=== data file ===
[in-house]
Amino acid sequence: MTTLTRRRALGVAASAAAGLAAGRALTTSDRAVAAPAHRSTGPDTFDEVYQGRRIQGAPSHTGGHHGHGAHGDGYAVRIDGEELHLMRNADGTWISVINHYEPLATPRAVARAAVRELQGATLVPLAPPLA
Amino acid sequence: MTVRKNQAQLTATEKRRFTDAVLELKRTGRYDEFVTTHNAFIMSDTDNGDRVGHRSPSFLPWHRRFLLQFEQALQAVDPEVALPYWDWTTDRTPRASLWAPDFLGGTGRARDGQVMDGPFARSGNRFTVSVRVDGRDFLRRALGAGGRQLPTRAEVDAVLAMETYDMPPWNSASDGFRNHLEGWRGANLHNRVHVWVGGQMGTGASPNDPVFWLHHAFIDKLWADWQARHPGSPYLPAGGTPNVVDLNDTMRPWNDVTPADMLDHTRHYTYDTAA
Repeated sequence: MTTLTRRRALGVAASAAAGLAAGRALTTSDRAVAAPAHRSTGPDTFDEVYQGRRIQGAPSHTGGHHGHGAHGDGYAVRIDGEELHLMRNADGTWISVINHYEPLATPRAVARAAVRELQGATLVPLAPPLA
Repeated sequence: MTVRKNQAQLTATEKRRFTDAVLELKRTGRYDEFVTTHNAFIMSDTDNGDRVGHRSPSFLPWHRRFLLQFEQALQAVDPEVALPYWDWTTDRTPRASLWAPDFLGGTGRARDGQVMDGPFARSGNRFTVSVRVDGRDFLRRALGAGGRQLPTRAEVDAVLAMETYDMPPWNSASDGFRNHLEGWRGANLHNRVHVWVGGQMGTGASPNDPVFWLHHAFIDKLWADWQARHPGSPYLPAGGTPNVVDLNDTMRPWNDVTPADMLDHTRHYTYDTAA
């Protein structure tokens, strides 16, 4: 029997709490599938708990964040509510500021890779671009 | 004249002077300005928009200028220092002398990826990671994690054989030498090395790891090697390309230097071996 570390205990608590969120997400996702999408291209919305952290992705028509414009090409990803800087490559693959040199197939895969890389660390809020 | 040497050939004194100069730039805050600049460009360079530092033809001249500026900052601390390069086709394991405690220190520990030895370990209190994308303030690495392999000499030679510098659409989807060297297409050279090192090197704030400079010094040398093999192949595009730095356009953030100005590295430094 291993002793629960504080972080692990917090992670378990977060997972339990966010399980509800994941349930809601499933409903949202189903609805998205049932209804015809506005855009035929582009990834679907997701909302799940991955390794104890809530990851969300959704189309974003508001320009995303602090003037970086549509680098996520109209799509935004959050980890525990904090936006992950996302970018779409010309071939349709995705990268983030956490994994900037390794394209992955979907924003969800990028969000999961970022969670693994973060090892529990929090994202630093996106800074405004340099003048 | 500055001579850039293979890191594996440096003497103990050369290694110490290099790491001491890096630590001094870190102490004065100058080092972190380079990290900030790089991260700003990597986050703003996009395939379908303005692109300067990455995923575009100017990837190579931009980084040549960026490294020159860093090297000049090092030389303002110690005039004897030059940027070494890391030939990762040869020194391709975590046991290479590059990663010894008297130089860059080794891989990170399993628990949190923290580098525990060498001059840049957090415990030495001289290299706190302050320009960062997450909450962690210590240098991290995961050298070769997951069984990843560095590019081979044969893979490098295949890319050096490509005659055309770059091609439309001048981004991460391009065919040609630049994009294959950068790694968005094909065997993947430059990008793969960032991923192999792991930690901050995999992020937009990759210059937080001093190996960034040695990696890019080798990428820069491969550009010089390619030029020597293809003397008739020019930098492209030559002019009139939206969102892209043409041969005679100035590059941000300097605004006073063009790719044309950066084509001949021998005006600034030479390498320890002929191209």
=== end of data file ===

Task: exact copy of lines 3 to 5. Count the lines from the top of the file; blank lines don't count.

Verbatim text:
Amino acid sequence: MTVRKNQAQLTATEKRRFTDAVLELKRTGRYDEFVTTHNAFIMSDTDNGDRVGHRSPSFLPWHRRFLLQFEQALQAVDPEVALPYWDWTTDRTPRASLWAPDFLGGTGRARDGQVMDGPFARSGNRFTVSVRVDGRDFLRRALGAGGRQLPTRAEVDAVLAMETYDMPPWNSASDGFRNHLEGWRGANLHNRVHVWVGGQMGTGASPNDPVFWLHHAFIDKLWADWQARHPGSPYLPAGGTPNVVDLNDTMRPWNDVTPADMLDHTRHYTYDTAA
Repeated sequence: MTTLTRRRALGVAASAAAGLAAGRALTTSDRAVAAPAHRSTGPDTFDEVYQGRRIQGAPSHTGGHHGHGAHGDGYAVRIDGEELHLMRNADGTWISVINHYEPLATPRAVARAAVRELQGATLVPLAPPLA
Repeated sequence: MTVRKNQAQLTATEKRRFTDAVLELKRTGRYDEFVTTHNAFIMSDTDNGDRVGHRSPSFLPWHRRFLLQFEQALQAVDPEVALPYWDWTTDRTPRASLWAPDFLGGTGRARDGQVMDGPFARSGNRFTVSVRVDGRDFLRRALGAGGRQLPTRAEVDAVLAMETYDMPPWNSASDGFRNHLEGWRGANLHNRVHVWVGGQMGTGASPNDPVFWLHHAFIDKLWADWQARHPGSPYLPAGGTPNVVDLNDTMRPWNDVTPADMLDHTRHYTYDTAA